Sunday, December 6, 2009
Berle's Vision Beyond Shareholder Interests: Why Investment Bankers Should Have (Some) Personal Liability, by Claire A. Hill, University of Minnesota, Twin Cities - School of Law, and Richard W. Painter,
University of Minnesota Law School, was recently posted on SSRN. Here is the abstract:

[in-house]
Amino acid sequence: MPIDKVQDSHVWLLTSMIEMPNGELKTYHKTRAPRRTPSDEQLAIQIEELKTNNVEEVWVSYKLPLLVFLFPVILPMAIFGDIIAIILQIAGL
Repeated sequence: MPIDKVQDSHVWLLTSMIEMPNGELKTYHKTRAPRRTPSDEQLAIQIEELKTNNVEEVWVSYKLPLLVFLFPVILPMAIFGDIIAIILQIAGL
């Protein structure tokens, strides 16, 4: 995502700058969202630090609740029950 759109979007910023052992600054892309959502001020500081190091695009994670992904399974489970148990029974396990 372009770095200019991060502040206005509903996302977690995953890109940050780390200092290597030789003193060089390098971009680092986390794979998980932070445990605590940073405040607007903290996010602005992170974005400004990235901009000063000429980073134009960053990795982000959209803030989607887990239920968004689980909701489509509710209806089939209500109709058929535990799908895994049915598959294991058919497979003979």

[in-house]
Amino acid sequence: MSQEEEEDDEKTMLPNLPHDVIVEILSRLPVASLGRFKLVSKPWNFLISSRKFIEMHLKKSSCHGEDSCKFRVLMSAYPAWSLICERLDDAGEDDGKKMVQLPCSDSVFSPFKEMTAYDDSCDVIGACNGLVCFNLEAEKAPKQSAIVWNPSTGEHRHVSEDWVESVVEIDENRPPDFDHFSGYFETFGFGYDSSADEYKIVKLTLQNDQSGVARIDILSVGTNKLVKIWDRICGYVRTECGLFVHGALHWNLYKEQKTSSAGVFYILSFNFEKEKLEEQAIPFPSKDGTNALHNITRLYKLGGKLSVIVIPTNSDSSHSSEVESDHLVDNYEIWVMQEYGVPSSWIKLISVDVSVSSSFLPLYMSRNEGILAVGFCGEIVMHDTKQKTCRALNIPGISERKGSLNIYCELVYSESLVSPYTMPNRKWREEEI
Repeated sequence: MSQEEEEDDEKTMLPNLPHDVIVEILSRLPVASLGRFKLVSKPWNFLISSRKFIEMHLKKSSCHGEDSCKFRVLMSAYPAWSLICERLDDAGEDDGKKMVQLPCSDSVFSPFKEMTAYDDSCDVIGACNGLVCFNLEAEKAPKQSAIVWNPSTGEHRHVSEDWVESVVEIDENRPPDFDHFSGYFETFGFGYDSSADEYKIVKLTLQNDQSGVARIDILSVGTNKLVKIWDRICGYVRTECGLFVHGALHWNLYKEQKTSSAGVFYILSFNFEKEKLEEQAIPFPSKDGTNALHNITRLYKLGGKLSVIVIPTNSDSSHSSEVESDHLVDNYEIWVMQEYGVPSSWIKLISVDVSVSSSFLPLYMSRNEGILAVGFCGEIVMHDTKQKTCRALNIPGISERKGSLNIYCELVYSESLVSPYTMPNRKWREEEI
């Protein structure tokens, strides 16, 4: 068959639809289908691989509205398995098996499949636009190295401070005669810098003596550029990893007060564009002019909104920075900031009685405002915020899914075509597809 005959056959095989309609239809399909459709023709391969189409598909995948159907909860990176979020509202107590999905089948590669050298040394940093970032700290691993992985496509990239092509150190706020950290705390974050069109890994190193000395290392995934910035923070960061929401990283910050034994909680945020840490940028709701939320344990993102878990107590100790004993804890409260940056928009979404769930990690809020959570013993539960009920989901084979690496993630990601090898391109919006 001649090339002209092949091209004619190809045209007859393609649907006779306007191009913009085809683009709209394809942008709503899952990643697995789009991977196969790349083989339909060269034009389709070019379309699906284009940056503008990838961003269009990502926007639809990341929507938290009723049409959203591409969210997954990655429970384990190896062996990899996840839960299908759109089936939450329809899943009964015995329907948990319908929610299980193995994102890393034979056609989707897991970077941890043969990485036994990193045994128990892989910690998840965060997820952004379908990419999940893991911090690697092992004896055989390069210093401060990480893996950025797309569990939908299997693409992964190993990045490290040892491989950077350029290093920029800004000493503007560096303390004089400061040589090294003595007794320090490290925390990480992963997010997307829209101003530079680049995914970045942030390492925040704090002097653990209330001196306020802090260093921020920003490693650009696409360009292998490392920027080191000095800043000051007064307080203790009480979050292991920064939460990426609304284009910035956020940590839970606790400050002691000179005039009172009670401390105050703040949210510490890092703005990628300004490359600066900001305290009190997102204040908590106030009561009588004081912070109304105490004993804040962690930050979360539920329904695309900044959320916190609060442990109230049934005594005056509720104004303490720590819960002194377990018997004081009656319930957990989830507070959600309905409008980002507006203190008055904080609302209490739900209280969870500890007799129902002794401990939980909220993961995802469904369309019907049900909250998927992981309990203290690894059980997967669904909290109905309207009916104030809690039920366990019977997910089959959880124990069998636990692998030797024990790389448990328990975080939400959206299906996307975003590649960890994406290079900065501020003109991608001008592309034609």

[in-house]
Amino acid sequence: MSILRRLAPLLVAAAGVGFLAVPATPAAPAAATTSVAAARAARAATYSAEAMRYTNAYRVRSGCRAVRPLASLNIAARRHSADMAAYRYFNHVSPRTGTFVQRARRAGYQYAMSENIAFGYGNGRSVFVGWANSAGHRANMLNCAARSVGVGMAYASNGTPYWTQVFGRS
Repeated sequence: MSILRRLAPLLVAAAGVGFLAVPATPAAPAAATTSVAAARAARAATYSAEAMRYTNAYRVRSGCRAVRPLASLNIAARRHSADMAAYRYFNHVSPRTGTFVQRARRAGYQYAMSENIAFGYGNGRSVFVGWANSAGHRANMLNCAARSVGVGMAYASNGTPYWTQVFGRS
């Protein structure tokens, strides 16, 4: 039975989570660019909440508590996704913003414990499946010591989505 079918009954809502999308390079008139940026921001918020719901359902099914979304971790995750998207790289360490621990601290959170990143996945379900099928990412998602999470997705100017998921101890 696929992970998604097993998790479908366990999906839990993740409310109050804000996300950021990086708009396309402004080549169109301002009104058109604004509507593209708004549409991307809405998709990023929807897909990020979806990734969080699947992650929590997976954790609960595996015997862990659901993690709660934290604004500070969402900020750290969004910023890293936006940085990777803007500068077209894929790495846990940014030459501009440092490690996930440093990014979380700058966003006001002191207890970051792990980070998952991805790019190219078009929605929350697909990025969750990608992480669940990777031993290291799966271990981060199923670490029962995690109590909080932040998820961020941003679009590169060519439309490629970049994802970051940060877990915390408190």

This paper, published in a symposium on the work of Adolf Berle, approaches the Berle-Dodd debate from the perspective that corporate managers have responsibilities beyond pursuing the interests of shareholders. Stock based executive compensation, designed to align managers’ interests with those of shareholders, has, in the investment banking industry in particular, failed to avert, and may have caused, managers to take excessive risks that in the 2008 financial crisis inflicted great damage on creditors and on society as a whole. We describe here the broad outlines of a proposal that we will discuss in future publications in more detail to impose some measure of personal liability for a bank’s debts on the most highly paid bankers. The proposal would revive two mechanisms that imposed such personal liability in an earlier era: general partnership, which was common for investment banks prior to the 1980s, and assessable stock, which was relatively common in corporations including some commercial banks through the 1930s. One proposal is that bankers earning over $3 million per year be required to enter into a partnership/joint venture agreement with the employing bank that would make them personally liable for some of the bank’s debts. The other proposal is that compensation in excess of $1 million per year be paid to bankers only in stock that is assessable in the event of the bank’s insolvency in an amount equal to the book value of the stock on the date of issue. In either case, the bankers’ liability would not be unlimited: they would be allowed to shield $1 million from creditors. Imposing genuine downside risk through these or other vehicles for personal liability may be the best way to make bankers approach risk in a manner that reflects the potential for externalities of the sort the crisis has so dramatically demonstrated.